1 Answer | Add Yours
If you look at Act I scene 3, the answer to this question can be seen. Following the banishment of Rosalind from court, just like her father, Celia suggests that they leave together to take refuge in the Forest of Arden. However, in response to this idea, Rosalind shows that she is greatly afraid of what could happen to them both, as two young, virgin women, travelling by themselves in a location so far from the safety of court. Note what she says to Celia:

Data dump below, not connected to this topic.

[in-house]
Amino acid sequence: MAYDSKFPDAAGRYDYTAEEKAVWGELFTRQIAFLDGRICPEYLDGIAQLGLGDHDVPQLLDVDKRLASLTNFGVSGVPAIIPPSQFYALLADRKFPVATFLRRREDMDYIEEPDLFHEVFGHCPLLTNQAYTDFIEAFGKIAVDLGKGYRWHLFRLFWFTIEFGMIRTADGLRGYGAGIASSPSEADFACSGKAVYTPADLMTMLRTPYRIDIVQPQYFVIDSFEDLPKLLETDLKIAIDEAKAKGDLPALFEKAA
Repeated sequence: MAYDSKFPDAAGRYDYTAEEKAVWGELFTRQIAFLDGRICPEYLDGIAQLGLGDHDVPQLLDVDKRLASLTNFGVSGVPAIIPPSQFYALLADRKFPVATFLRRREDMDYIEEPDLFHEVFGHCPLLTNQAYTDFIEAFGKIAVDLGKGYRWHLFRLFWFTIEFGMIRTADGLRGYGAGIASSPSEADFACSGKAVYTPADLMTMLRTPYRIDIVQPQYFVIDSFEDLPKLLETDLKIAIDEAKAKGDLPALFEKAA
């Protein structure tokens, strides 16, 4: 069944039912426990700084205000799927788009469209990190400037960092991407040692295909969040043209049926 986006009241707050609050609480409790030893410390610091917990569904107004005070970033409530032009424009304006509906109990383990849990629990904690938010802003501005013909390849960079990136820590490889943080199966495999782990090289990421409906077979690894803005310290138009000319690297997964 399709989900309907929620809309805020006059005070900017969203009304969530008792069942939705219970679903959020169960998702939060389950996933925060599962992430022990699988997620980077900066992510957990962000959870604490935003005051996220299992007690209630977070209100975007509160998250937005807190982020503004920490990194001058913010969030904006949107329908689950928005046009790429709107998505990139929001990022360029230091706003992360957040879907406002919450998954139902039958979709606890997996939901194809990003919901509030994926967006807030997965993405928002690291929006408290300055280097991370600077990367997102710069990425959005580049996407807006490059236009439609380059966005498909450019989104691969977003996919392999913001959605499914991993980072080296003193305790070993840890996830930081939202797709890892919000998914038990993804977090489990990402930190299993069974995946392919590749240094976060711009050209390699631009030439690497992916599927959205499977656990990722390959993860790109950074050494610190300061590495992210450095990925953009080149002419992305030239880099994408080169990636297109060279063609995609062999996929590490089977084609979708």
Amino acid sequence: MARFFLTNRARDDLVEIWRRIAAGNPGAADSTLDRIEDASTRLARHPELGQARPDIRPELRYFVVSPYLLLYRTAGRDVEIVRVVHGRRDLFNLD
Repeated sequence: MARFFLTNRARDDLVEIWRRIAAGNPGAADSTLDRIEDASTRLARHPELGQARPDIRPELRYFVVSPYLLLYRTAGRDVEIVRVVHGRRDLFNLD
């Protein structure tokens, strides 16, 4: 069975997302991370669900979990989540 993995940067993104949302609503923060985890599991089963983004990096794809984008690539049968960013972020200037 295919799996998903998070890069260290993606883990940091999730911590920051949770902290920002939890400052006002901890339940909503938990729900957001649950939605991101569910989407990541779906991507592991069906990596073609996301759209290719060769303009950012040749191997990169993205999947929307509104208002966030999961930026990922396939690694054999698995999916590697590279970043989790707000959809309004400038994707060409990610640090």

Alas, what danger will it be to us,
Maids as we are, to travel forth so far!
Beauty provoketh thieves sooner than gold.
Thus it is that Rosalind expresses fear about the potential consequences of such a flight to the Forest of Arden, where they will have to fend for themselves in an area which is so far from the law and order of city life.
We’ve answered 331,107 questions. We can answer yours, too.Ask a question